Shortly after her translation, there were two attempts to steal Edith's relics. One involved a Wilton nun who tried to steal Edith's headband but was stopped when Edith's own head was "menacingly raised against her". The other attempt involved a monk from Glastonbury, who was horrified when he tried to remove a fragment of Edith's clothing from her grave and his knife slipped and touched her body; "a wave of blood gushed forth, as if drawn from a living vein". Cnut, who became king of England in 1016, had a devotion to Edith after she interceded on his behalf and saved him from a sea storm, the reason, along with wanting to associate himself with Æthelred and his family, he built Edith a golden shrine storing her relics. Cnut, "through divine intervention on Edith's behalf", was able to punish some craftsmen who attempted to steal gold from the shrine and as Ridyard puts it, "Divine vengeance followed quickly" when the workmen were struck blind. Edith performed few miracles between her translation and Cnut's death in 1035, including two healings of Wilton nuns. In the late 1030s, a nobleman named Agamund who had stolen Wilton properties had a vision of Edith on his deathbed. She tormented him by preventing him from dying in peace and entering heaven until he returned what he had stolen; Hollis states this story "testifies to fear of Edith among the laity". As Bugyis put it, Edith's had dominion over both the condemnation and salvation of individual souls and demonstrated both her power of judgment and forgiveness, especially as it related to the violation of her community's spiritual and temporal possessions.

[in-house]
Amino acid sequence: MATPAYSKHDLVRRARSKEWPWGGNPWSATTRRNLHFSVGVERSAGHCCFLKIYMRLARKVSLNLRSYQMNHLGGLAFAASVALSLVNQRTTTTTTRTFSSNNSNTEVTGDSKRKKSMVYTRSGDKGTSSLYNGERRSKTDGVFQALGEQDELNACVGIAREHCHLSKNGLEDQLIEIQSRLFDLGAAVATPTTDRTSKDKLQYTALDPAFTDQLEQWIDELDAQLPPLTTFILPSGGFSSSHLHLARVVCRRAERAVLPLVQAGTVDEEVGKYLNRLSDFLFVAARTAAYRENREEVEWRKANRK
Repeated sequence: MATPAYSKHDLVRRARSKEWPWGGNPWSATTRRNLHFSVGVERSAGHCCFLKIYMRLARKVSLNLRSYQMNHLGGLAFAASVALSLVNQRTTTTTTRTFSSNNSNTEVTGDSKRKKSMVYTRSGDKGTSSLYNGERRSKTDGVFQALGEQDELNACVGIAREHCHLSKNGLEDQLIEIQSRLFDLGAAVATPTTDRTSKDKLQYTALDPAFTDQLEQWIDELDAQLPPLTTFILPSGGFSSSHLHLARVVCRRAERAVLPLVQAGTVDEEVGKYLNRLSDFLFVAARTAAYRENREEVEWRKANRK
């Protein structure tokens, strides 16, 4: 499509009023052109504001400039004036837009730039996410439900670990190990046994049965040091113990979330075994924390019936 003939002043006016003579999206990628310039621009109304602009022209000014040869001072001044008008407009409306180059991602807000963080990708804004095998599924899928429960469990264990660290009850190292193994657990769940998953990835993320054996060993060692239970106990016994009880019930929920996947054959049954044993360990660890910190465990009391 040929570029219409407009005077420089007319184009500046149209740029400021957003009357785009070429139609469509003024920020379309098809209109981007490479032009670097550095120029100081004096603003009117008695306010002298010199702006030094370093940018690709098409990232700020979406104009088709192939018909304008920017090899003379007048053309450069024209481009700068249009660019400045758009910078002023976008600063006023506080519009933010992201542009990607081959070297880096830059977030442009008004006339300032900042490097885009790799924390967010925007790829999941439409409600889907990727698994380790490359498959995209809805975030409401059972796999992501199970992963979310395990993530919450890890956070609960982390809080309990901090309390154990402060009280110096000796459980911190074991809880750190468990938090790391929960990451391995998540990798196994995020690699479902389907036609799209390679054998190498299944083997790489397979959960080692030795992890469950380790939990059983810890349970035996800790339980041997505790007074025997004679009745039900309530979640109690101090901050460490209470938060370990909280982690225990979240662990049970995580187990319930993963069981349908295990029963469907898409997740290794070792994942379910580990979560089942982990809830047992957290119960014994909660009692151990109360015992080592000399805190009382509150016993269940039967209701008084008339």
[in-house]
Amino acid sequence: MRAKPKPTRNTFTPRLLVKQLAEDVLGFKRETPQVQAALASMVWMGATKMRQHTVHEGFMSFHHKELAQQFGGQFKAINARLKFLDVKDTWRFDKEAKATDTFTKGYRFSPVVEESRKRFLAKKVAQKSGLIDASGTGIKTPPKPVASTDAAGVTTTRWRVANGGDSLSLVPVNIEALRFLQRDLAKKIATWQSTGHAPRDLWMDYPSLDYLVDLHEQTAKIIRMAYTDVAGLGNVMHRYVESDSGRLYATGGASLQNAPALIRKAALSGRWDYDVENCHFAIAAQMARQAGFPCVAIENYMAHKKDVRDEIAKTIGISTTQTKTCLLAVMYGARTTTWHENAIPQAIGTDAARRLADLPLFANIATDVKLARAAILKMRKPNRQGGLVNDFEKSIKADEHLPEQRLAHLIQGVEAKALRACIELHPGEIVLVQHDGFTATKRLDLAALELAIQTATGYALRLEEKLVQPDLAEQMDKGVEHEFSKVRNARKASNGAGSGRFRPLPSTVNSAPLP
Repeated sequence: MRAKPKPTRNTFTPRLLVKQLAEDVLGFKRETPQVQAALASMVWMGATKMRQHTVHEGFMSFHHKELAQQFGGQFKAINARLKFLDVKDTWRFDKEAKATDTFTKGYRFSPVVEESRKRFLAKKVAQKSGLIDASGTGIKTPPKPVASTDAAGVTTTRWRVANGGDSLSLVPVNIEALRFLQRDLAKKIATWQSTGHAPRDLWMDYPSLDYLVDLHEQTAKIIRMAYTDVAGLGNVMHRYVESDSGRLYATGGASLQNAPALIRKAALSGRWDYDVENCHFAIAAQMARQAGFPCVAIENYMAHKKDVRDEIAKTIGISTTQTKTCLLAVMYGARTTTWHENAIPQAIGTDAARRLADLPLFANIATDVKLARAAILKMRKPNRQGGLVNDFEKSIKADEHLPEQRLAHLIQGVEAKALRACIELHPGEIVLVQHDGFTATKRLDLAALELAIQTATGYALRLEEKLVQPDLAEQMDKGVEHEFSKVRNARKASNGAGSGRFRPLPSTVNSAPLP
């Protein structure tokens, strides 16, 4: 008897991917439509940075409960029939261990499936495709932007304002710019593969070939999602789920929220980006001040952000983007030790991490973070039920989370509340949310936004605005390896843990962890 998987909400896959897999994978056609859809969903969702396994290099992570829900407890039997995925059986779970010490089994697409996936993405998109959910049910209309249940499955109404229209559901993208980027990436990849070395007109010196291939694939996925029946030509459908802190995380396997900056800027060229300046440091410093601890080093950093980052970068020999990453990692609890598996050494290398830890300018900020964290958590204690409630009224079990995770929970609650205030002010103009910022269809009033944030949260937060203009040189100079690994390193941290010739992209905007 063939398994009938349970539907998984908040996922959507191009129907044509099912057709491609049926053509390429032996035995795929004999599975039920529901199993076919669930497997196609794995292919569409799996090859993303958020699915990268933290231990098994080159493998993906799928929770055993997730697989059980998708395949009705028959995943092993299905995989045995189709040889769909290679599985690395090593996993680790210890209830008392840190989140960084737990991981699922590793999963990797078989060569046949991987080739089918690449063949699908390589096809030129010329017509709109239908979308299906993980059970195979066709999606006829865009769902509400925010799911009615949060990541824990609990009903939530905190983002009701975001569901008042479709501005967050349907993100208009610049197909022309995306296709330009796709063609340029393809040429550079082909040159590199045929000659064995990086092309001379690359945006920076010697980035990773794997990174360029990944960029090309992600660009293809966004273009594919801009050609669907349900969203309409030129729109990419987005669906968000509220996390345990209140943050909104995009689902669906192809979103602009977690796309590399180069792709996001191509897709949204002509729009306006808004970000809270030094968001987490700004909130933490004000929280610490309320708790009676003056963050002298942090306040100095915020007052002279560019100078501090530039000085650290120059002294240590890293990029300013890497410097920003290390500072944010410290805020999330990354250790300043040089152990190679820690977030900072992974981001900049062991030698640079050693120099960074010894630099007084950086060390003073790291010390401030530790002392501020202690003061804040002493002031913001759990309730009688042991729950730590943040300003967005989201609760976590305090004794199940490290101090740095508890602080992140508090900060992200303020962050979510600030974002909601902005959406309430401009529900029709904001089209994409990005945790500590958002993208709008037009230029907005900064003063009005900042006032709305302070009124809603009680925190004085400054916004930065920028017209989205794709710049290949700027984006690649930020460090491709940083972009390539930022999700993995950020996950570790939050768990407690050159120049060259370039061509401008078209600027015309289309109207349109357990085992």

According to Ridyard, Edith "terrorized those who were foolish enough to invade the lands of her church and instilled fear in the hearts of those who might be tempted to emulate those invaders". When a man named Brexius seized land owned by the abbey and refused to make amends on his deathbed, one of his relatives who was also a nun at Wilton, reported having a vision in which she witnessed "the rough treatment" at the hands of Edith. Ridyard also reports that not only did Edith protect the convent's properties, but she also protected, at times violently, "one further possession which was essential to its prestige, its prosperity and even its identity—the body of St Edith herself". She also protected the right of the Wilton community to control her remains and the relics associated with her life and burial. For example, a woman trying to steal the linen frontal from Edith's tomb was miraculously immobilised. Goscelin relates another miracle, of uncertain date, in which a nun ordered a dying child's mother out of the room where Edith's mother Wulfthryth died because the nun thought it was disrespectful. The mother brought the baby to Edith's shrine by mistake, but the child was miraculously healed.